(photo by Brian Murphy)
Look, it’s no secret that I’m a fan of Washington Redskins defensive lineman Andre Carter. He’s a proven NFL veteran who can get double digit sacks on the field and is also an ideal locker room leader who has shown throughout his career a willingness to make sacrifices for the good of his teams.
Two players immediately came to mind when head coach Mike Shanahan brought in Jim Haslett as his defensive coordinator with the intent of switching the Redskins defense from a 4-3 to 3-4 scheme – Carter and defensive tackle Albert Haynesworth. Both were established NFL commodities who had thrived in 4-3 defenses and neither player seemed best suited for the new defense being installed at Redskins Park.
Whatever issues Carter had with being asked to re-invent himself at 31, the 10-year pro has kept them to himself. The same obviously cannot be said about Haynesworth, who made headlines earlier this week when the team announced he would be suspended for Washington’s final four games of the 2010 season.
With that in mind, I reached out to Carter to get his take on the situation. I figured he, probably more than anyone else in that locker room, understands the situation and was interested to get his take on it all. We also had a chance to talk about Carter’s relationship with a former Redskins great and whether or not he’s willing to chalk this year up to being a lost season. Enjoy.
When the new regime and the new coaching staff came on board with the new defensive scheme, you and Haynesworth – who are both established NFL veterans I might add – were both asked to play out of your comfort zone. What was your mindset when all of this first started?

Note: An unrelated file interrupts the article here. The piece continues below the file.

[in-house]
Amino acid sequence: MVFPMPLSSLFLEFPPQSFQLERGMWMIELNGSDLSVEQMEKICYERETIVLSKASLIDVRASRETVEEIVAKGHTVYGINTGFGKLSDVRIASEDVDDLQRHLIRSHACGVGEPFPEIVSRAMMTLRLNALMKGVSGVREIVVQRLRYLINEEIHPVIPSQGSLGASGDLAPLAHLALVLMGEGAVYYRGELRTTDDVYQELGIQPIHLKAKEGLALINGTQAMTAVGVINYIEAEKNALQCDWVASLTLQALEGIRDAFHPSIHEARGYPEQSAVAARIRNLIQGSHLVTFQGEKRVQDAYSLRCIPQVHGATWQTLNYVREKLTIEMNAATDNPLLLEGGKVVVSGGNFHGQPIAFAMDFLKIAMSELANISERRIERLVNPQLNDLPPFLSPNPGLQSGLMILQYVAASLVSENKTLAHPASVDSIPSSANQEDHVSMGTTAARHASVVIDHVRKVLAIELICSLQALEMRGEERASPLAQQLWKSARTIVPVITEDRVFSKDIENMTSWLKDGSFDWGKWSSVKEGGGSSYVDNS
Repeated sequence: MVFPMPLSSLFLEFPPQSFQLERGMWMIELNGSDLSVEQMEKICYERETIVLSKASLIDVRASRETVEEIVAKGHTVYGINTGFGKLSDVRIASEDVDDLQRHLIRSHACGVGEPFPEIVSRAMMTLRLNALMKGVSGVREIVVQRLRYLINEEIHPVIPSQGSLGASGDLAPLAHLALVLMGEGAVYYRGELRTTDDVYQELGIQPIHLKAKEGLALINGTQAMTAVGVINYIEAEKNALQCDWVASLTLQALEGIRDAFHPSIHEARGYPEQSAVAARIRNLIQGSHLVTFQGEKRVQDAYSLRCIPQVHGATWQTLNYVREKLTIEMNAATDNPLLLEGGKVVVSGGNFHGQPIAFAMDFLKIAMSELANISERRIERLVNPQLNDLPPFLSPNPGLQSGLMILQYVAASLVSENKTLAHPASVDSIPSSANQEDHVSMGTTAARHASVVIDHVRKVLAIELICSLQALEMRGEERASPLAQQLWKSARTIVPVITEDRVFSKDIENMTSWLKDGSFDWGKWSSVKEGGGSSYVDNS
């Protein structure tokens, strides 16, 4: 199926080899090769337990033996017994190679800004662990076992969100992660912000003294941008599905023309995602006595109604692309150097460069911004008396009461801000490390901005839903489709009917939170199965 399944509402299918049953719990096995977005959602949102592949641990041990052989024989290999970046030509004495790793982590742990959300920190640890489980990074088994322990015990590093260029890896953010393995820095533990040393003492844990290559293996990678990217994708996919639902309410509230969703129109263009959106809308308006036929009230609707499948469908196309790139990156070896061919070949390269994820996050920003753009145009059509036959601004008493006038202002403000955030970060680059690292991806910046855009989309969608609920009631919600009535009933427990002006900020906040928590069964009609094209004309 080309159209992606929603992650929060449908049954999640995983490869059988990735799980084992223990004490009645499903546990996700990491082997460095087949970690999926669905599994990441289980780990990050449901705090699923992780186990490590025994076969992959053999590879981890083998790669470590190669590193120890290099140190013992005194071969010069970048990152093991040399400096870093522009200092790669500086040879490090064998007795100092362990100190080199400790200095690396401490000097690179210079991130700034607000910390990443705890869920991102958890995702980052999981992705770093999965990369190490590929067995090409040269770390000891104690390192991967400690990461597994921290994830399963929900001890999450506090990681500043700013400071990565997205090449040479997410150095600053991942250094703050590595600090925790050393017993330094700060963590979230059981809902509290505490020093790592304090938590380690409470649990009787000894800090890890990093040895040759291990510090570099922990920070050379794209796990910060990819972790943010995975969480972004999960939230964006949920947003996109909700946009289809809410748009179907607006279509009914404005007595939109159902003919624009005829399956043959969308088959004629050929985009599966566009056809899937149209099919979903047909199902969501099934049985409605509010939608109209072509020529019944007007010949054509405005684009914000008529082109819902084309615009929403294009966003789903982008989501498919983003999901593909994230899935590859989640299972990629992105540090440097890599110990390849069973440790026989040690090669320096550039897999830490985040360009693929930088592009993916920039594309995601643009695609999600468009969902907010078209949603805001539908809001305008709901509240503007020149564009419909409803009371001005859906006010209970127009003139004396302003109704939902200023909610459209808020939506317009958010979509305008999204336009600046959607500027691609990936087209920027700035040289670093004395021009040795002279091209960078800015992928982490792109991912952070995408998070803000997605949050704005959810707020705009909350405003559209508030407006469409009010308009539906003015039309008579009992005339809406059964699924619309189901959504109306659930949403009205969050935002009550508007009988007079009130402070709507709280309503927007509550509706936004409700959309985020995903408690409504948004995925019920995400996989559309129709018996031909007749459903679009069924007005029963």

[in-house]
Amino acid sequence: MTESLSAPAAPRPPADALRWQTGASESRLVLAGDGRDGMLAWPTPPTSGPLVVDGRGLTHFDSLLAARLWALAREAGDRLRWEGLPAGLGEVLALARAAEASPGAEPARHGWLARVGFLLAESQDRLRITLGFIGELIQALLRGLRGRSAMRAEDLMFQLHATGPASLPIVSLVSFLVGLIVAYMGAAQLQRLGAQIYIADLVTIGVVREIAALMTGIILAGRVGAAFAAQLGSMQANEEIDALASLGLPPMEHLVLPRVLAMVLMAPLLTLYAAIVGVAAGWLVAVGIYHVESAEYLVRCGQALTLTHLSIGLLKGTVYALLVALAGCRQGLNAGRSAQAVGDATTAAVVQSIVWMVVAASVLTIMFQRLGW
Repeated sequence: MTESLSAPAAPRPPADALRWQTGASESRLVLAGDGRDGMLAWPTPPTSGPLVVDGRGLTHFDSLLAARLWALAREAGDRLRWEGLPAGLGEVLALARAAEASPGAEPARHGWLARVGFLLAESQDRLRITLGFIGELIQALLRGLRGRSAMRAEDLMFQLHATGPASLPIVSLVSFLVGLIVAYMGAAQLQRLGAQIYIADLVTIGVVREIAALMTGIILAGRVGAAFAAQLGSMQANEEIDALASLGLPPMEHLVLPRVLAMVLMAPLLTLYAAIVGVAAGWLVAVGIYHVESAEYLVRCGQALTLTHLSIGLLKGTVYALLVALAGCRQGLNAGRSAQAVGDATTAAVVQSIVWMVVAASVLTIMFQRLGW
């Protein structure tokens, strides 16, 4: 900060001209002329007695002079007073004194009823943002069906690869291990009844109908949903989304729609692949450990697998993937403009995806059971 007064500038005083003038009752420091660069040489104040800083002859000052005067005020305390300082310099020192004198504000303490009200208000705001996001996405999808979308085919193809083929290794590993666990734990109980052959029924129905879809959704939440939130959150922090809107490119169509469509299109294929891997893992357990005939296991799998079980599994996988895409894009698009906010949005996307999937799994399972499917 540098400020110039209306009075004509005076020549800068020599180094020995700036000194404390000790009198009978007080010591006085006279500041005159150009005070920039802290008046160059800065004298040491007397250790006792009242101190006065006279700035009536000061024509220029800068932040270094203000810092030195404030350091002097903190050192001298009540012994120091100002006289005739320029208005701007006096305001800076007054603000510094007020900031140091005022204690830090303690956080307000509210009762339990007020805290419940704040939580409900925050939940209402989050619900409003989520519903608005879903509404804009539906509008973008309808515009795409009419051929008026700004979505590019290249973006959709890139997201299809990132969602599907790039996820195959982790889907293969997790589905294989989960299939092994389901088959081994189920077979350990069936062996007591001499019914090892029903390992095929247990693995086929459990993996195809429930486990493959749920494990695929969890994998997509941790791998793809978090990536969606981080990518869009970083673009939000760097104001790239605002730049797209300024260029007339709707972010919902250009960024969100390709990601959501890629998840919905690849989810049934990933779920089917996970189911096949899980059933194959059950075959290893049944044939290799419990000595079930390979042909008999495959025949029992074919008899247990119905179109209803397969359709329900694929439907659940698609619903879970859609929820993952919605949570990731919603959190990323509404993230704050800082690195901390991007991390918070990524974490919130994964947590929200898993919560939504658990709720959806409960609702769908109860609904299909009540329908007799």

“It was never my first choice because, as you know, I did play the 3-4 in my fifth year in San Francisco,” he said. “History kind of repeated itself, but it is what it is. Playing in this league, you have to be a professional. You have to be accountable for the player that you are and your actions. I did the best I could to learn the position.
“Fortunately they saw that I am not a linebacker, and that I’m better suited as a defensive lineman,” Carter continued. “So, as you can see, I am in situational downs, which is always a tough pill to swallow because I still feel like I’m in my prime. I still feel like I can contribute more. However, this is the situation they put me in, so I just go out there and try to make plays the best way I know how.”
You and I talked earlier this season and you were telling me about your relationship with former Redskins great Charles Mann. Can you talk a little bit about that?
“I just think I wanted to get his perspective because we have such a good relationship,” Carter said. “We always talk about football, but we also talk about life. One thing he always says that I admire is, ‘You are what you are.’ This is your God-given ability. You’ve always excelled at placing your hand in the dirt. This is what you were destined to do. You’re going to try and learn more about the game and make yourself better, but at the end of the day, you know who you are.”
He’s been a visible presence around the Redskins this season – even traveling on the road with the team. What feedback has he given you throughout the season about your game?
“I think, with the position the Redskins put me in being a situational guy and everything, we just talk about pass rush,” he said. “He talks about my speed and says, ‘Man, you’re looking fast out there.’ He let me know he didn’t think I had lost a step. It’s good to hear that. I am 31 and guys my age do tend to slow down, but I think I’m doing everything like eating right, training well and taking care of my body so I can continue to be effective.”